Speaking notes for MEC Senzo Mchunu on the occasion of the launch of the Early Childhood Development (ECD) campaign for 4-year olds, a joint venture between KwaZulu-Natal Department of Education and Department of Social Development
23 Feb 2012
Programme Directors, Mr Bheki Nkosi and Dr Nkosinathi Sishi;
Inkosi yesizwe sakwaMkhwanazi;
MEC for Social Development, Mrs Weziwe Thusi;
District Mayor of Umkhanyakude Municipality, Cllr Jeff Vilane;
SGM for Curriculum Development and Delivery of the Department of Education;
Officials from the Department of Education;
Officials from the Department of Social Development;
Ladies and gentlemen.
Let me take this opportunity to greet the community of KwaSomkhele andMtubatuba. But most importantly, I wish to express our heartfelt gratitude that you have come out in large numbers to grace this very important event. We are here to say the Government of KwaZulu-Natal and most specifically, the department of Social Development and the department of Education want all 4-year-olds to attend crèches and other forms of Early Childhood Development (ECD) schooling.
Essentially, we are here to encourage all stay-at-home mums and anyone with the real interest in children to play an active role in our children’s positive development. At this point I’m reminded of “Children are like wet cement. Whatever falls on them makes an impression.” – Dr Hiam Ginnot, a renowned Israeli school teacher and child psychologist”.
That is why we felt the need to embark on this campaign because there’s overwhelming evidence to suggest that ideas instilled in young minds are likely to have a lasting impact… We advocate for this because there are many studies and surveys that have been conducted, the world over, on this issue. And one of the major findings of these studies is that early childhood development shapes the future of a nation.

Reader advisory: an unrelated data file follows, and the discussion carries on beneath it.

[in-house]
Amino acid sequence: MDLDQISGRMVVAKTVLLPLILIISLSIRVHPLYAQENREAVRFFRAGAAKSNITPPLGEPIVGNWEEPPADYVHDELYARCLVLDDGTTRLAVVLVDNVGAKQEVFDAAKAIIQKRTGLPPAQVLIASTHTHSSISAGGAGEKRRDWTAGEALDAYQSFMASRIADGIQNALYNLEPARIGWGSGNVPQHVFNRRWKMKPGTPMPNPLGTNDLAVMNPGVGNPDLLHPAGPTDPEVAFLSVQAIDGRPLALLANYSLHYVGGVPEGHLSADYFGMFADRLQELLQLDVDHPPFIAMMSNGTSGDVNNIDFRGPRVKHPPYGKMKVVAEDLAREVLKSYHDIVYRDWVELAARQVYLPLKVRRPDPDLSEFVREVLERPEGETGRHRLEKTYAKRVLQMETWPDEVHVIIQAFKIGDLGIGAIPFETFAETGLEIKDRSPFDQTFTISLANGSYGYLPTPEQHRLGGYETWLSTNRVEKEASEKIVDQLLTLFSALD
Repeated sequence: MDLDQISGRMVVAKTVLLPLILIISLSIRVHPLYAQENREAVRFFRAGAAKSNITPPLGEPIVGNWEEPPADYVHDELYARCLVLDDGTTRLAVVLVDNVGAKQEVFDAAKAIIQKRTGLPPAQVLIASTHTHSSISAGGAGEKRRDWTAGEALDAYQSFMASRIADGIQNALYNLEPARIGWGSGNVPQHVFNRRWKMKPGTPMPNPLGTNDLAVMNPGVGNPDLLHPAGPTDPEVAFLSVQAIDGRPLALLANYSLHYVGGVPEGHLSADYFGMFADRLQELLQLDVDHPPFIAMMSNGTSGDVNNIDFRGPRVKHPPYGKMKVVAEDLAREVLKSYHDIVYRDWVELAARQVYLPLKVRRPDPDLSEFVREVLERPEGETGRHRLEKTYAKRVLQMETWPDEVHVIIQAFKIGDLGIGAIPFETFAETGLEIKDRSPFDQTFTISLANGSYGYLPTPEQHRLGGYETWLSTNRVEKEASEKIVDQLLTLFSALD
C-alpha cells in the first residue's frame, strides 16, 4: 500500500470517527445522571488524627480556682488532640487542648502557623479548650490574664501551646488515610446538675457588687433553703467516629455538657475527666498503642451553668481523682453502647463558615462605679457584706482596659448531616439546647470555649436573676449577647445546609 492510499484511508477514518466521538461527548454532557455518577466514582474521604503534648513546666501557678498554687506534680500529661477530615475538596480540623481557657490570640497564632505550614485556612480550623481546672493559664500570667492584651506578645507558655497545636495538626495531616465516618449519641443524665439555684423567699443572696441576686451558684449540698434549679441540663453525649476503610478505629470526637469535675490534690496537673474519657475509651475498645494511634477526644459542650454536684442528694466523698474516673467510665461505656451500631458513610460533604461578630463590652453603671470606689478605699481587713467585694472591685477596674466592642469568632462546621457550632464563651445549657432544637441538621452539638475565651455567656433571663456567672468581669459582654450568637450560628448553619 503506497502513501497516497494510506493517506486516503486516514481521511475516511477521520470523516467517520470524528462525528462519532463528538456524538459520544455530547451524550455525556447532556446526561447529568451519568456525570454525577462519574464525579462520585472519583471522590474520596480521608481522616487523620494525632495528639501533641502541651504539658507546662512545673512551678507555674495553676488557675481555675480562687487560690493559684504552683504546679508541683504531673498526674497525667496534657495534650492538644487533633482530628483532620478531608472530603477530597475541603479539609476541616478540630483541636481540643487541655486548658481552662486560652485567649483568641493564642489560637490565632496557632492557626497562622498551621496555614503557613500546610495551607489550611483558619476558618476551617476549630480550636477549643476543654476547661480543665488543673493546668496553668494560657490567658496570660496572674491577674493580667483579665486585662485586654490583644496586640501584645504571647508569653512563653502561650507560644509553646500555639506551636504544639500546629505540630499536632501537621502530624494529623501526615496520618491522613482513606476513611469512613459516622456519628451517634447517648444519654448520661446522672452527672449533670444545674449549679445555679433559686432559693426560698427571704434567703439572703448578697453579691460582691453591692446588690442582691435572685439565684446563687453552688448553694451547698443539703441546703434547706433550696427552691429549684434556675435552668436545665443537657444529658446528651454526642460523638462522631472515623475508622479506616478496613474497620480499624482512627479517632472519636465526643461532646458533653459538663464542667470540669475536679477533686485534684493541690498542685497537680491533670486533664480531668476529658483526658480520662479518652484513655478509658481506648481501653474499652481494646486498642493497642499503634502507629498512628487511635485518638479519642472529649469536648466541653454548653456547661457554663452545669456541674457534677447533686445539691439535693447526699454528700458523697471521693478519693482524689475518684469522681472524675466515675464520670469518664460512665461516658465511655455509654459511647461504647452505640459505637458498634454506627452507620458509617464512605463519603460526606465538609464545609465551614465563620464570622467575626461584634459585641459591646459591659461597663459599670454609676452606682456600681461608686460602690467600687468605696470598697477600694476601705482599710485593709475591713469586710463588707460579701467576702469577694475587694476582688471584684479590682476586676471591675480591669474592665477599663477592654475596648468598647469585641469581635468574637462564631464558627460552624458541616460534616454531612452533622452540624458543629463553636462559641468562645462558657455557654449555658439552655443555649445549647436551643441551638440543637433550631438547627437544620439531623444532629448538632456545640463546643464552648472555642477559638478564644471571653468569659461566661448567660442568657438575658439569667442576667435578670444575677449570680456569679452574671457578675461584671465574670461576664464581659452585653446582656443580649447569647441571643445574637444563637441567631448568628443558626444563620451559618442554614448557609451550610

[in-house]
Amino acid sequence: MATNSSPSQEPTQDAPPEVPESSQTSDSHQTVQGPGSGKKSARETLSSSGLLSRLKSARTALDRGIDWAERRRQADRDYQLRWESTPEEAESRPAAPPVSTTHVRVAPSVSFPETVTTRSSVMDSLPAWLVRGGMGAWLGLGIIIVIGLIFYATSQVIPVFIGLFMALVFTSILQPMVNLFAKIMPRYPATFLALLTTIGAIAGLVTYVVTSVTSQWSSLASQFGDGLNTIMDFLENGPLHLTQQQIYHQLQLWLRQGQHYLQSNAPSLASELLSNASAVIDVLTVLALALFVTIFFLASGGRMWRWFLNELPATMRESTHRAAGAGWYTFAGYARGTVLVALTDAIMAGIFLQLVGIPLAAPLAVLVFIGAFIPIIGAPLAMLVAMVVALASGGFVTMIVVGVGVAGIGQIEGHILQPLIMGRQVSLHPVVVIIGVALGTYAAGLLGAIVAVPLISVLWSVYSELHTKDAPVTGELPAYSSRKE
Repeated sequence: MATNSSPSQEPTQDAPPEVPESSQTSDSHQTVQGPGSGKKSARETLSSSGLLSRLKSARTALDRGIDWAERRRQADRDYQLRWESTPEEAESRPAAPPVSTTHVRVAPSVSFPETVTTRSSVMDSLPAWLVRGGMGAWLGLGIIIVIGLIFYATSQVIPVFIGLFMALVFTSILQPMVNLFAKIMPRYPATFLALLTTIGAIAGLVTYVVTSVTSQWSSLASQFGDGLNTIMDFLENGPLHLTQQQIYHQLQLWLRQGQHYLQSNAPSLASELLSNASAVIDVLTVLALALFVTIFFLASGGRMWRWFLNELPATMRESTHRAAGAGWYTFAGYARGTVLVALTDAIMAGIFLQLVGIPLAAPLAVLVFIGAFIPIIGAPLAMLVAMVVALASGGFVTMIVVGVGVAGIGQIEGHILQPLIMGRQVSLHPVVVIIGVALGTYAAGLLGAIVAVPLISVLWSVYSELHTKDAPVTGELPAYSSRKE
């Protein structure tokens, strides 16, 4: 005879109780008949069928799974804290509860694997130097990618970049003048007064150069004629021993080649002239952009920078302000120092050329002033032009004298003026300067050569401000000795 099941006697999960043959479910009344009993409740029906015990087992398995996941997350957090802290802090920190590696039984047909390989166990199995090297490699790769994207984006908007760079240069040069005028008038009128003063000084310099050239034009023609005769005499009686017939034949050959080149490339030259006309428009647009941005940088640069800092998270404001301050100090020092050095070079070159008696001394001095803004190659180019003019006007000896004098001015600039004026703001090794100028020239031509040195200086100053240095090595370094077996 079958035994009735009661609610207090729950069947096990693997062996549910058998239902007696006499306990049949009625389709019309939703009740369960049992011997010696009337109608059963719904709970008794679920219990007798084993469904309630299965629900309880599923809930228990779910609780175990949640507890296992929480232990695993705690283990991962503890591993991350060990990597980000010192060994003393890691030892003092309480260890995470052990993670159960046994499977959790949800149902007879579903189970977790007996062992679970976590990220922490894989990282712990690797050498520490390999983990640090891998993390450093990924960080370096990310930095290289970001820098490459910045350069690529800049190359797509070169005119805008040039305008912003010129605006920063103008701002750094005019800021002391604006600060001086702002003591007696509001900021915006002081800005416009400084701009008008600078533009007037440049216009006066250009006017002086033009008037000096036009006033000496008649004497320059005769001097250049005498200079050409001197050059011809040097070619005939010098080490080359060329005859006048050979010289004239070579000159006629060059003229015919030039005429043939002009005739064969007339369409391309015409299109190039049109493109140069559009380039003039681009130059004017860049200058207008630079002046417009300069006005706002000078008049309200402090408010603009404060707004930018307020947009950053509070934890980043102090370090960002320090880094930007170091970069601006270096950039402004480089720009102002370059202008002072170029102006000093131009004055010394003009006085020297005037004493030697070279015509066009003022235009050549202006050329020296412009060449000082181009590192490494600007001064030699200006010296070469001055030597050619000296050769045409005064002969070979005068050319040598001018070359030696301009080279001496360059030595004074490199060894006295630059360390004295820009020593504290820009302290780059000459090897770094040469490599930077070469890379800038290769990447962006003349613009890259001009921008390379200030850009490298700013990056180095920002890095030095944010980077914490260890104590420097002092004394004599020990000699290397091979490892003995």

The studies further assert that, the first few years of a child’s life set the path for her development and determine his or her eventual success in life. In other words, what this says is any developed nation owes most of its developed nature to the work and resources it puts towards early childhood development.
Now, if we take the case of South Africa, this nation has made very bold statements about the need to develop education in this country. These statements emanate from the 1955 Freedom Charter which among other things stated the following: “the doors of learning and of culture shall be opened!”
But when does education really begin? Many of us began formal education at the age of 6, 7 or even much later. Up until very recently, education began when a child met a teacher in a Grade 1 class.
Early childhood education was just a reserve of a few people. But even that was not properly and equitably structured. In suburban areas, the well-off communities would have formal early childhood development centres.
In townships, however, these have not been so well-organized because in many cases a crèche would be opened by a lady who wants to make a living out of working mothers who couldn’t afford a nanny to look after their child during the day while they eke out an existence in firms and other places of work in urban areas.
Taking a cue from studies and a number of research documents, this government took the decision to embark on a campaign to get all 5-year olds enrolled into early childhood centres. And according to Statistics South Africa, in 2010, about 89 percent of individuals above the age of 5 were attending formal education including Grade R.
In KwaZulu-Natal we have made significant progress in getting 5-year olds enrolled with a report showing that 95 percent of this age group are in Grade R classes in over 3 897 primary schools. However this is not enough, we still need to do more to get the remaining 5 percent in schools. It is therefore for this reason that we’ve joined hands with the Department of Social Development and said we will roll our sleeves and dirty our hands. We will move everything in our path to ensure that children get stimulated from a very early age.